Thursday, November 20, 2014

Go where it is darkest: When company, country, currency and commodity risk collide!

You learn valuation (and find out how much you don't know) by valuing businesses and companies, not by talking, reading or ruminating about doing valuation. That said, it is natural to want to value companies with profit-making histories and a well-established business models in mature markets. You will have an easier time building valuation models and you will arrive at more precise estimates of value, but not only will you learn little about valuation in the process, it is also unlikely that you will find immense bargains, because the same qualities that made this company easy to value for you also make it easier to value for others, and more importantly, easier to price.

I believe that your biggest payoff is in valuing companies where there is uncertainty about the future, because that is where people are most likely to abandon valuation first principles and go with the herd. So, if you are a long-term investor interested in finding bargains, my advice to you is to go where it is darkest, where micro and macro uncertainty swirl around every input and where every estimate seems like a stab in the dark. I will not claim that this is easy or comes naturally to anyone, but I have a few coping mechanisms that work for me, which I describe in this paper

While I enjoy valuing companies with uncertain futures, there are cases where my serenity about valuation is disturbed by the coming together of multiple uncertainties, piling on and feeding of each other to create a maelstrom. In this post, I want to focus on two companies, one Brazilian (Vale) and one Russian (Lukoil), where bad corporate governance, a spike in country risk, currency weakness and plunging commodity prices have conspired to devastating effect on their stock prices. You could adopt the very dangerous contrarian strategy that Vale and Lukoil must be cheap simply because they have dropped so far, but I don't have the stomach for that. I do believe, though, that if I can find ways to grapple with this risk, there may be opportunity in the devastation.

Background, history and market standing

Vale is one of the largest mining companies in the world, with its largest holdings in iron ore, incorporated and headquartered in Brazil. Vale was founded in 1942 and was entirely owned by the Brazilian government until 1997, when it was privatized. In the last decade, as Brazilian country risk receded, Vale expanded its reach both in terms of reserves and markets well beyond Brazil, and its market capitalization and operating numbers (revenues, operating income) reflected that expansion.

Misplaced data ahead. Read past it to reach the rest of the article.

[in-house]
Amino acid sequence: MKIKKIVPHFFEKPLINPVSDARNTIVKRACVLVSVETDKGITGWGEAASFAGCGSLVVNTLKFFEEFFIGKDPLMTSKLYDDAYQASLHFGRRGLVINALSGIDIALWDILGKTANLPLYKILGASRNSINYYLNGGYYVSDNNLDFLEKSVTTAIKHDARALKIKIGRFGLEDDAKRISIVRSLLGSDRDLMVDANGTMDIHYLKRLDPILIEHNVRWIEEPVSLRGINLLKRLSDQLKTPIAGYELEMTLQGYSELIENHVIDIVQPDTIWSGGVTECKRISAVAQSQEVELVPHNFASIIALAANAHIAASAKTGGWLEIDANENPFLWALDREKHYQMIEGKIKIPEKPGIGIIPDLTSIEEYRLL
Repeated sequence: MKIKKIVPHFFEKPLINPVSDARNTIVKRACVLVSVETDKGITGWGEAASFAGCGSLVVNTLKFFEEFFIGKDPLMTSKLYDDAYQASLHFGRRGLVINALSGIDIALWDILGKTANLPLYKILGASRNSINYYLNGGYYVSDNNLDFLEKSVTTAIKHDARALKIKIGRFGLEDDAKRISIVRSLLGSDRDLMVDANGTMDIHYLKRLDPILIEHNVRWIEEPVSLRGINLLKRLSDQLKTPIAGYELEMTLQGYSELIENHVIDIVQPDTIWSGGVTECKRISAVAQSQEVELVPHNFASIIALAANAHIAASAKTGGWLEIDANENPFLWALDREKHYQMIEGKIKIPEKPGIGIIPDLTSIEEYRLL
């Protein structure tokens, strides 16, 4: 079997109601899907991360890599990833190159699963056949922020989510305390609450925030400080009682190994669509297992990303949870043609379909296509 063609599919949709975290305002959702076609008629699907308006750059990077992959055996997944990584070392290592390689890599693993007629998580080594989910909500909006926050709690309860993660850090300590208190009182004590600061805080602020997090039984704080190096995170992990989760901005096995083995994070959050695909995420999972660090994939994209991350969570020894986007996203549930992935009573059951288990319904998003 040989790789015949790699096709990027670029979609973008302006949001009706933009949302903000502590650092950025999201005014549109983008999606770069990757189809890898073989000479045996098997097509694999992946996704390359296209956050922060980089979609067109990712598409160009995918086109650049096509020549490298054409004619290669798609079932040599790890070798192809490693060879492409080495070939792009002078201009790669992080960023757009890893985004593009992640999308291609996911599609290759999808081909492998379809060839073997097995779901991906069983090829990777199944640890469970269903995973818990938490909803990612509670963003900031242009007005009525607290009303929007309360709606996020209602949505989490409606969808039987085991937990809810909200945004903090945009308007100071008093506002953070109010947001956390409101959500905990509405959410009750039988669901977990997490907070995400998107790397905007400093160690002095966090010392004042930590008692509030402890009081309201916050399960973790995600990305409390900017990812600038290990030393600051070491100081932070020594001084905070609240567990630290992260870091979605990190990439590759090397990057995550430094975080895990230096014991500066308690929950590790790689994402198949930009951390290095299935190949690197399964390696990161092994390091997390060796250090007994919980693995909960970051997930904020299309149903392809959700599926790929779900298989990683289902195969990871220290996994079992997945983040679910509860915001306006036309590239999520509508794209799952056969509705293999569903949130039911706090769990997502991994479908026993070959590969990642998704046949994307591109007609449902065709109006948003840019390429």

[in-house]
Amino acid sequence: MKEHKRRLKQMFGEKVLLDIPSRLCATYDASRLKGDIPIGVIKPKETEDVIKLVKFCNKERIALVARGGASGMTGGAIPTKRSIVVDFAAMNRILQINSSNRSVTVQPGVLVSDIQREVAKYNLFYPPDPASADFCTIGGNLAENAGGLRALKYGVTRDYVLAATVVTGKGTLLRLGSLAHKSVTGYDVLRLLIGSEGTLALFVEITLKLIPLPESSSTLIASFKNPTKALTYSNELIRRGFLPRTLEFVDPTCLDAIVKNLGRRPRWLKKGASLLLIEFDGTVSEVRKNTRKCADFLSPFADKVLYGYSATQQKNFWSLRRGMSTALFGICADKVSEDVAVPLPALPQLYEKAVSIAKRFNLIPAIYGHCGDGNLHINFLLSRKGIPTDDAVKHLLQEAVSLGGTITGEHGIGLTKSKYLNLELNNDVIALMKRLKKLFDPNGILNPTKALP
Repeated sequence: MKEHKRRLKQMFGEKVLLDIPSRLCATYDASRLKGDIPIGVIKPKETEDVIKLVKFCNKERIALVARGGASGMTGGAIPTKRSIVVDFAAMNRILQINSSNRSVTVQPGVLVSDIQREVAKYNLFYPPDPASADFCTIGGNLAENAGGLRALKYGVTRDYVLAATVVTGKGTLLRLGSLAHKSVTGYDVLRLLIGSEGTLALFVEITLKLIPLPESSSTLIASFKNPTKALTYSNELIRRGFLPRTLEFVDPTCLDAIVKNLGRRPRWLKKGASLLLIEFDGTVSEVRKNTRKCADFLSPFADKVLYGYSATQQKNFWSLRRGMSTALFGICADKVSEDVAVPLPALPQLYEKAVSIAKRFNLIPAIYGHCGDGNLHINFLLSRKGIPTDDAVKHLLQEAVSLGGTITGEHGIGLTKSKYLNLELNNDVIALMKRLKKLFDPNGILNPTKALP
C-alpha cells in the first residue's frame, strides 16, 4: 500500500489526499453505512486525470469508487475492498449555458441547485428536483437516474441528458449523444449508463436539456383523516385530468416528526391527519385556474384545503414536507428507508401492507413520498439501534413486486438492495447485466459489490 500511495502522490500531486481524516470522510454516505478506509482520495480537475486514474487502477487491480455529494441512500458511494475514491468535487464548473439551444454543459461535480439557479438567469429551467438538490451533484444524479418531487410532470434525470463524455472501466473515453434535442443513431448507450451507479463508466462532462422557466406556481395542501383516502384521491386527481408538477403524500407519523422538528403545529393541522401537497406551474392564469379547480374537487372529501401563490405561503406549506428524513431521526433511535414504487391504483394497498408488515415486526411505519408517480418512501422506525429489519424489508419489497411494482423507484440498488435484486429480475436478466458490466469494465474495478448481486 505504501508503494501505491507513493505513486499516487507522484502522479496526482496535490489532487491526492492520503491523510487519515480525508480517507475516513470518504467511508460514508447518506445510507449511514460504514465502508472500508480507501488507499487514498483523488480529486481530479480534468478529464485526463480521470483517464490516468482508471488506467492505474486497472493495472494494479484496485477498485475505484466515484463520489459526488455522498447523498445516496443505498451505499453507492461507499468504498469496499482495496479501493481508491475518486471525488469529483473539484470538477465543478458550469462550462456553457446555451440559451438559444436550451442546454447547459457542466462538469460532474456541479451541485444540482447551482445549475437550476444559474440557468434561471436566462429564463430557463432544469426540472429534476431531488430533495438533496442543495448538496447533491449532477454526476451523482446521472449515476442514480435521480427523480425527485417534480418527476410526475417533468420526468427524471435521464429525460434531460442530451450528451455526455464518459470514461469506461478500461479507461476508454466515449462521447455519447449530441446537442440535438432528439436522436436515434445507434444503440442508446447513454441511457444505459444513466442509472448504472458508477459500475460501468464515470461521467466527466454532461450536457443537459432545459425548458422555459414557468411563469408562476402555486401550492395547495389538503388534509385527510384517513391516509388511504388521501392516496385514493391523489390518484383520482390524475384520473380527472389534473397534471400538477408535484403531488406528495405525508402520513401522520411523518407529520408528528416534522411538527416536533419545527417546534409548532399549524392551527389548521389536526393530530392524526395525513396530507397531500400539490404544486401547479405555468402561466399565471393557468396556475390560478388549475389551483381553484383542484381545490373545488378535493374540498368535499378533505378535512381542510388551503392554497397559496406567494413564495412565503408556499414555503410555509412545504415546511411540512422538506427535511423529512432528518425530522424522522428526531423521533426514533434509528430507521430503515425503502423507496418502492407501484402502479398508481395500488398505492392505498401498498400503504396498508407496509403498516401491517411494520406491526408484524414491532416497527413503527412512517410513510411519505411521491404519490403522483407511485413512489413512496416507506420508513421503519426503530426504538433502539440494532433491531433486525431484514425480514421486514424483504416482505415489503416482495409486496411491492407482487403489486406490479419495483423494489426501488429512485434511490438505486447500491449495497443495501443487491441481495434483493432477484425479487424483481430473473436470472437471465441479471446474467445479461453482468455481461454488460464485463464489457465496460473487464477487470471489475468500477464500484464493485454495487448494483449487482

In US dollars
Notwithstanding this long-term trend line of growth, the last year has been an especially difficult period for Vale, as iron ore prices have dropped and Brazilian country risk has increased (leading into a presidential election that was concluded in October 2014). The graph shows Vale's stock price over the last 6 months (and contrasts it with another mining giant, BHP Billiton).


While declining commodity prices have affected both companies adversely, note that Vale’s stock price has dropped more than twice as much as BHP’s stock price has. In fact, Vale has lost approximately $130 billion in market capitalization since 2010.

Lukoil is a Russian oil company that has seen its profile, market capitalization and revenues rise as Russia's oil production has surged. While the company is not owned by the Russian government, it does have close ties to the Russian power structure and that connection, which has served it well during its lifetime, has become a liability in the aftermath of the Russian adventures in the Ukraine, compounded by the collapse of oil prices in the last few weeks: 
In US dollars
Though there are fundamental reasons for the stock price decline at both Vale and Lukoil, the fear factor is clearly also at play, because these companies are exposed to risk not only to commodity and country risk but there are also significant concerns about corporate (or is it political) governance at both companies as well as currency risk factors (as both the Brazilian Real and the Russian Ruble have slid over the last few months).

Corporate governance risk
In a post on Alibaba, I made the argument that corporate governance affects value by making it more difficult (if not impossible) to change management, and thus increasing the risk that a company that embarks on the wrong course may continue on that path unchecked. With both Vale and Lukoil, there are both explicit and implicit reasons to believe that investors in these companies will have little or no say in how the company is run. 

The place to start analyzing corporate governance is the ownership structures of the company. With Vale, the first sign that corporate governance is weak is the fact that they have two classes of shares (and yes, I would make this argument about Google and Facebook as well). In the graph below, I break down the top stockholders in both classes.